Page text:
Residents of the City of Fairhope, Ala. were poised to head to the polls October 2 to vote in a special election to decide whether or not they will change the city’s form of government, but now they’ll be making the decision on Nov.6, in conjunction with the state’s general election, instead. The change was made less than a week before original voting day, according to a press release from Baldwin County Probate Judge Tim Russell.
Fairhope voters will now wait to decide whether or not they believe the city should switch from its long-running Mayor-Council form to a Council-Manager system.
Under the Council-Manager system, a new governing body known as the “Council of the City of Fairhope,” would have the same executive powers and duties of the council, and the mayor would become a member of the council. Meaning the mayor would no longer preside over all city employees, or the council. Instead the mayor would be in charge of ceremonial events, and serve as a representative of the city.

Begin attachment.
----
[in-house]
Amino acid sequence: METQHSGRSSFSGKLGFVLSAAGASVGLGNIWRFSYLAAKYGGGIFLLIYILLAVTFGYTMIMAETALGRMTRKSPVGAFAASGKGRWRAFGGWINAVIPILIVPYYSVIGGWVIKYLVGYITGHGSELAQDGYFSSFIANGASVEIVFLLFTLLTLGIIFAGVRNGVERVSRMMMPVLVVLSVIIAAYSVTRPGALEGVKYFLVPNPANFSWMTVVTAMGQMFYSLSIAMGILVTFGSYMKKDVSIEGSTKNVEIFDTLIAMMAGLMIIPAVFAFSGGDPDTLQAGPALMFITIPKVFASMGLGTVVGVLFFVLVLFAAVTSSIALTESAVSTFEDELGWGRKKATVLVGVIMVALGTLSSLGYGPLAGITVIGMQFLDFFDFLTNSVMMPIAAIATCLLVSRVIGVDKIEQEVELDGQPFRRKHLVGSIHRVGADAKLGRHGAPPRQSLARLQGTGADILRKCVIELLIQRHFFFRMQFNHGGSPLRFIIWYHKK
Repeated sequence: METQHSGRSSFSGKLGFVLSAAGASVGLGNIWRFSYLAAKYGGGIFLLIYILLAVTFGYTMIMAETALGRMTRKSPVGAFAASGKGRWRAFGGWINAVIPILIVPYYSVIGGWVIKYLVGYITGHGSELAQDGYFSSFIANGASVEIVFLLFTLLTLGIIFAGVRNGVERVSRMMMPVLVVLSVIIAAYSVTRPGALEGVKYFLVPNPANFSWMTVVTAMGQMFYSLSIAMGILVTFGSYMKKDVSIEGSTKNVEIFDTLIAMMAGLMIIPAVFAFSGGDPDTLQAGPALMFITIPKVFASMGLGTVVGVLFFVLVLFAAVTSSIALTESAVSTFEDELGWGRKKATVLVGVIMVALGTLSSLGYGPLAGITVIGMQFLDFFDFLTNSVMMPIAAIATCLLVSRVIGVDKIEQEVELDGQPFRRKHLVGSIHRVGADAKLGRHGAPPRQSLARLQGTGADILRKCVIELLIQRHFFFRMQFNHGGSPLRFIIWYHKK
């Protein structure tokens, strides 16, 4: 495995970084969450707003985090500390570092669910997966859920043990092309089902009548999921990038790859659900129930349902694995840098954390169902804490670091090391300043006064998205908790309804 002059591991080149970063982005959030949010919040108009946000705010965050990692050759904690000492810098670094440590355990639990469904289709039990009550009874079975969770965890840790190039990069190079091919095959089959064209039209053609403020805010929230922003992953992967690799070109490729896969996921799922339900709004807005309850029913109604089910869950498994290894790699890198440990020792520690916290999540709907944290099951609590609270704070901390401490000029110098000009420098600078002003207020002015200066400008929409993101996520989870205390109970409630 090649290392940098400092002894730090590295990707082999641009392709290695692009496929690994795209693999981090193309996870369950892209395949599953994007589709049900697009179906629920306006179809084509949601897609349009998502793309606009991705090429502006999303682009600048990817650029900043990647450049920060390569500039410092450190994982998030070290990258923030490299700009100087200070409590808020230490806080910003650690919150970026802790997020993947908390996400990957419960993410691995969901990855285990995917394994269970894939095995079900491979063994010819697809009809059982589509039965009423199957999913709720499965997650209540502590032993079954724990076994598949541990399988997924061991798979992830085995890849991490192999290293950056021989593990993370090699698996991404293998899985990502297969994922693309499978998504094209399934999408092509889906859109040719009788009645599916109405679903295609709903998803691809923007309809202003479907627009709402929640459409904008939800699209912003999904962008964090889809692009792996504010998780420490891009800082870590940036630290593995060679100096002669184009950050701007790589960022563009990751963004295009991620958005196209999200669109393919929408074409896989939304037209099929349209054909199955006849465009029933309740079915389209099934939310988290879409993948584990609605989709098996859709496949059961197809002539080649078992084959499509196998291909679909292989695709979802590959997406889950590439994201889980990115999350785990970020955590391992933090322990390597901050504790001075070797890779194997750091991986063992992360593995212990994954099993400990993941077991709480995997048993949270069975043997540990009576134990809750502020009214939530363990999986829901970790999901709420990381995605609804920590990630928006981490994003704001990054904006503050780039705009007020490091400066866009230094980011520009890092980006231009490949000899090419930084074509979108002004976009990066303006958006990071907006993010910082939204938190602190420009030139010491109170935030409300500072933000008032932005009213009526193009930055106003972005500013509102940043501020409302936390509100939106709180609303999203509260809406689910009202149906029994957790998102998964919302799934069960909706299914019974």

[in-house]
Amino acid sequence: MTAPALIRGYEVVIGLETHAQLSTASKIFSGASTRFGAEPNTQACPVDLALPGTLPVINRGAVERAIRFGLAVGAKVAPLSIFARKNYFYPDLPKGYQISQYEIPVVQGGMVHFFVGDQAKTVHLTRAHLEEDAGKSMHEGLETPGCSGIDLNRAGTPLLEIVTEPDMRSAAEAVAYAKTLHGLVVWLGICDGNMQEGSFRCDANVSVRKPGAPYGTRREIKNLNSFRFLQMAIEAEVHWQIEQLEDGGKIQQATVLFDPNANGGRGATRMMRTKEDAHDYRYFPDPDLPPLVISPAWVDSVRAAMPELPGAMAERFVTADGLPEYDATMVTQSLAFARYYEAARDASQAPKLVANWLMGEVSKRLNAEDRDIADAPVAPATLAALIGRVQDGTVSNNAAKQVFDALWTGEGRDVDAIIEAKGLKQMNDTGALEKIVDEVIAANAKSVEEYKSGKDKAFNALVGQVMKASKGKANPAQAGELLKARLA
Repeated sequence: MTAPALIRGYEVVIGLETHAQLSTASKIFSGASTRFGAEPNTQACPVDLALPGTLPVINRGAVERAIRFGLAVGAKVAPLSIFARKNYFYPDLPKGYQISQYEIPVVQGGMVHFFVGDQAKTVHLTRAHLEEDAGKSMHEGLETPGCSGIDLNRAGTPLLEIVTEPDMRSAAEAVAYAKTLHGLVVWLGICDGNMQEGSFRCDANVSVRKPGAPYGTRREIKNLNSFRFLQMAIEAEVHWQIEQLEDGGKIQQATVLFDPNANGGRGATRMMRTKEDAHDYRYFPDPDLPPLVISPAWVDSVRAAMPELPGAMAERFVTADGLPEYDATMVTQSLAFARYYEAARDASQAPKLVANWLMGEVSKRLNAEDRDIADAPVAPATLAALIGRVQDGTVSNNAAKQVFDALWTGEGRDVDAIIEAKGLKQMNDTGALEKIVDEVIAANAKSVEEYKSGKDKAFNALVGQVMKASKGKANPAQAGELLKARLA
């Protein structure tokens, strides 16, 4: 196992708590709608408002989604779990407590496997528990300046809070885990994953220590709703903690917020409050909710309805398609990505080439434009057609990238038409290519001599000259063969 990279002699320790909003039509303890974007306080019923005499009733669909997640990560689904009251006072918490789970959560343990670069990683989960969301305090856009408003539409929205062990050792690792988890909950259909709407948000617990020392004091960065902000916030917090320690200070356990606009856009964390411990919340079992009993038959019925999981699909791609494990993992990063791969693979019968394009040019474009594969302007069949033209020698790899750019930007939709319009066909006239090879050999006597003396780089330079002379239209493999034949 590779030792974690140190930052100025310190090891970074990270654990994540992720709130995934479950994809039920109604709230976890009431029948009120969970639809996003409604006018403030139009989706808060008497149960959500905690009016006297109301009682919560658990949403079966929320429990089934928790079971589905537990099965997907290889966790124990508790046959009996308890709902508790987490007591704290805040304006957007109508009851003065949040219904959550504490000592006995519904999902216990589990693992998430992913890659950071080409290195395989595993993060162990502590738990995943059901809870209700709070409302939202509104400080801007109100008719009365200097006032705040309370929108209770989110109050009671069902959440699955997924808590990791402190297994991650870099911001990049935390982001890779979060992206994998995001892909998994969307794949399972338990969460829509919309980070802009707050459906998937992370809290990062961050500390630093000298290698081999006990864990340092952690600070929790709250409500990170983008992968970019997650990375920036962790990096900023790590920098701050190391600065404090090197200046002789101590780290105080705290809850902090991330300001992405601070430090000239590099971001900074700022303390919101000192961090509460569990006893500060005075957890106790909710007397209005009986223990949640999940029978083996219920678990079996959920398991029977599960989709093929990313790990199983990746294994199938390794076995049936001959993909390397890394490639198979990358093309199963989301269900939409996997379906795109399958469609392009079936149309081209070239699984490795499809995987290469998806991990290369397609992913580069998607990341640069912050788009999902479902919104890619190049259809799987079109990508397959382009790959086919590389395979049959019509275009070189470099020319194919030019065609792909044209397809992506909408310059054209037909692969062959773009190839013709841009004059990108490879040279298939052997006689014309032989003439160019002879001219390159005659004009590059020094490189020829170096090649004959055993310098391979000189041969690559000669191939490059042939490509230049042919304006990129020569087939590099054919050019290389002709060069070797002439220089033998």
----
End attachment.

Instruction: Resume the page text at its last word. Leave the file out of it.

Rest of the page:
“I am disappointed… citizens took the extraordinary step to go door-to-door gaining signatures, as required by law, to have a voice in the future of their city. The referendum election date was noticed and advertised and now, a few days before the election, suddenly extended to the general election,” said Wilson. “What is further concerning is how this delay came about, first in a special-called meeting by council to research the election and at the eleventh hour the city attorney, without my knowledge, contacted the probate judge. Per usual, I was the last to know.”